Roundabouts are designed to make intersections safer and more efficient for drivers, pedestrians, and cyclists. There are two types of roundabouts: Single-lane roundabouts and multi-lane roundabouts.

A few key things to remember about driving roundabouts:

  • Yield to drivers in the roundabout.
  • Watch for pedestrians in the crosswalks when entering and exiting roundabouts.
  • Stay in your lane; do not change lanes.
  • Never stop in the roundabout.

Here are the steps to take when approaching a single-lane roundabout:

  1. As you approach a roundabout, you will see a yellow "roundabout ahead" sign with an advisory speed limit for the roundabout.
  2. Slow down as you approach the roundabout, and watch for pedestrians in the crosswalk.
  3. Continue toward the roundabout and look to your left as you near the yield sign and dashed yield line at the entrance to the roundabout. Yield to traffic already in the roundabout.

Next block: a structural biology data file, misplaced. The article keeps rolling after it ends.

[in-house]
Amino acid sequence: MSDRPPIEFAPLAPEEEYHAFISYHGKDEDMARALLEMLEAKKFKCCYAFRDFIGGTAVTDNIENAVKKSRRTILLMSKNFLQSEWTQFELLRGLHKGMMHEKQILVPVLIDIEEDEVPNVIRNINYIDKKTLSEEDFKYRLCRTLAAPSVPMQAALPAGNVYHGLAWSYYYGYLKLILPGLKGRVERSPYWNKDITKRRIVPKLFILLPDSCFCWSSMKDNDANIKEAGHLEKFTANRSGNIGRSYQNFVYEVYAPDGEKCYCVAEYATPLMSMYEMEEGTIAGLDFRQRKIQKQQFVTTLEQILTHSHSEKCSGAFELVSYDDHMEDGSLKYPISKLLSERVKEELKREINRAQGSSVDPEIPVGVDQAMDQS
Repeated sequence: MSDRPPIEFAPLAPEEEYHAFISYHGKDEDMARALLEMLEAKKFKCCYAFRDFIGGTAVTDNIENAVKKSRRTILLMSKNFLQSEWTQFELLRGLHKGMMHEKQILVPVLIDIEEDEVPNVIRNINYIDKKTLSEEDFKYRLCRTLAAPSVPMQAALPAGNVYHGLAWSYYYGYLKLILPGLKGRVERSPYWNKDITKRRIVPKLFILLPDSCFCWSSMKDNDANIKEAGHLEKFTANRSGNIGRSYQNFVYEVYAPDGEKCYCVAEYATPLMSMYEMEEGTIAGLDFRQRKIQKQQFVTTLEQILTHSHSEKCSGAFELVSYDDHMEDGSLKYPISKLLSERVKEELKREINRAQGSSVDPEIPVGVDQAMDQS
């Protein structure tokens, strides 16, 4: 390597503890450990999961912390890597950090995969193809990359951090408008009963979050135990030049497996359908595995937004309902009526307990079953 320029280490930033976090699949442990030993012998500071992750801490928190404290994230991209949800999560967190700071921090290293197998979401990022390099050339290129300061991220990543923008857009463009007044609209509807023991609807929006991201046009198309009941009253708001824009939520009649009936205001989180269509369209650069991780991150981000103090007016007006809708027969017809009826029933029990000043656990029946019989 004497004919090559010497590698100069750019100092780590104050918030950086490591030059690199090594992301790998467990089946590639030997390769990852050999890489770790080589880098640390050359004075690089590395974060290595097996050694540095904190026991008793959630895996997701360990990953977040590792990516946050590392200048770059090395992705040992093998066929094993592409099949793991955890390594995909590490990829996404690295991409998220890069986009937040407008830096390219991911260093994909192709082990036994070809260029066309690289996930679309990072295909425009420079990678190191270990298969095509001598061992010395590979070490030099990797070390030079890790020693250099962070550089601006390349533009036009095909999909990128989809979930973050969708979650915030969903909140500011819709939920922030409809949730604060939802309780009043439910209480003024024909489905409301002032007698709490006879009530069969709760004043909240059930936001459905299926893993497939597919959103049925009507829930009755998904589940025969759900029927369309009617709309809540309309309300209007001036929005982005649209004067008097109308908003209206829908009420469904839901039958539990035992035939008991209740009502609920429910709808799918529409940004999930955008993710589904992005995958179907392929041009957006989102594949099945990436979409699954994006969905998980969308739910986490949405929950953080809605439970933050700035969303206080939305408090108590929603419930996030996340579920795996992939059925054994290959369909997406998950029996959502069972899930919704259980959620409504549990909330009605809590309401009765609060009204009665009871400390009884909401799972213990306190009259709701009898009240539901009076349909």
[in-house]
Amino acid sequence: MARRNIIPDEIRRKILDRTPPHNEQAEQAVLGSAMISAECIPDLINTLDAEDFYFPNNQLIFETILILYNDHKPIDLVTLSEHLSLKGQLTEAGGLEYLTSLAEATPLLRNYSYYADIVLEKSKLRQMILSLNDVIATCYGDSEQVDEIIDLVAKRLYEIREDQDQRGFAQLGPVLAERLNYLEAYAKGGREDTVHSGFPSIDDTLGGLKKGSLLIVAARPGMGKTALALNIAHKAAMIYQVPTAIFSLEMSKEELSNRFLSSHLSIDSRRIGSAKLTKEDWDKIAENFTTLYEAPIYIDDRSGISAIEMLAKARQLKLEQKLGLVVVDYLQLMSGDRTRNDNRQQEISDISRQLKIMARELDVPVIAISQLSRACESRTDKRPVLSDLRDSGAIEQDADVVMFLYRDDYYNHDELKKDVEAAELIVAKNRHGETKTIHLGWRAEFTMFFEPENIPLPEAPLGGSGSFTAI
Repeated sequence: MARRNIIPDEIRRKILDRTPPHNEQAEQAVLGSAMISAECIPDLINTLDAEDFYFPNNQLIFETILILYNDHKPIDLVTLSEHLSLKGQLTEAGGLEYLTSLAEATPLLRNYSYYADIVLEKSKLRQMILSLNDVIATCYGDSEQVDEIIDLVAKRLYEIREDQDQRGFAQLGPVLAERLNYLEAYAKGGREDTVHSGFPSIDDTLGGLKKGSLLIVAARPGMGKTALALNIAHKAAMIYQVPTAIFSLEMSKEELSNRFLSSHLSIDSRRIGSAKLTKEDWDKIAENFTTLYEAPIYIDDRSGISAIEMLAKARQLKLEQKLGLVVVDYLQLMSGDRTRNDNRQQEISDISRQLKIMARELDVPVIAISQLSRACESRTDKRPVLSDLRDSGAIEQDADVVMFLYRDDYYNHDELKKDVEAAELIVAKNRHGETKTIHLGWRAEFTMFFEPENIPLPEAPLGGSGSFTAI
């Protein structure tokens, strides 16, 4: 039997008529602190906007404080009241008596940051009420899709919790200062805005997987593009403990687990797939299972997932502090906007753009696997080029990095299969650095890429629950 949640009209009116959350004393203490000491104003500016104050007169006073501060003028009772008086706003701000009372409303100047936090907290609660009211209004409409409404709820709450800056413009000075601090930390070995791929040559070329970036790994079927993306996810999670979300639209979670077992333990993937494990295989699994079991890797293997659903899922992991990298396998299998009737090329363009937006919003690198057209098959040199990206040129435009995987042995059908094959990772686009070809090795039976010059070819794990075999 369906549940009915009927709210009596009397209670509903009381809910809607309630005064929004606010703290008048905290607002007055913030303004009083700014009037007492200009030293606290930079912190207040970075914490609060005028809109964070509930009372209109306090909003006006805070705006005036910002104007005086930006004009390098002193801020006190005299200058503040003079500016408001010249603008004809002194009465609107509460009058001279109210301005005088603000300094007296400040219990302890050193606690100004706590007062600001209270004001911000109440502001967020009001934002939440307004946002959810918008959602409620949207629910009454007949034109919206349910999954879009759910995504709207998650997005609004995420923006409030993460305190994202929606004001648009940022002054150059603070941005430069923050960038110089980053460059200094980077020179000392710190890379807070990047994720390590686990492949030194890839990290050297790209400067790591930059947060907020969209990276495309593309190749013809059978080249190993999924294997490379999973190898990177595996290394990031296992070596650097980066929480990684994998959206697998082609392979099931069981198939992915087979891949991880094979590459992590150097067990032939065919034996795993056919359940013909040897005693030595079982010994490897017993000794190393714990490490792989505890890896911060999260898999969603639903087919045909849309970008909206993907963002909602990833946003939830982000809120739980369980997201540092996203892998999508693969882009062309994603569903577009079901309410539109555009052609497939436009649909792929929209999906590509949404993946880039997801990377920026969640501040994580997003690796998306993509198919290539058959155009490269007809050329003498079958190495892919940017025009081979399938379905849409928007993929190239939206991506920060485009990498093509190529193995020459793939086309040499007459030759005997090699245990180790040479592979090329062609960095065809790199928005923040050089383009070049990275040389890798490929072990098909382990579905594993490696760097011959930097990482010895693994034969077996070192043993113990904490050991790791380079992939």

4. Once you see a gap in traffic, enter the circle and proceed to your exit. If there is no traffic in the roundabout, you may enter without yielding.
  5. Look for pedestrians and use your turn signal before you exit, and make sure to stay in your lane as you navigate the roundabout.

Visit http://www.virginiadot.org/info/faq-roundabouts.asp for more information about roundabouts. (Link provided with permission from Virginia Department of Transportation) 


Trafficways Map

The Broward County Planning Council maintains and updates the Broward County Trafficways Plan with direction from the Broward County Board of Commissioners. The Trafficways Plan provides information on road classification, alignment, and right-of-way space.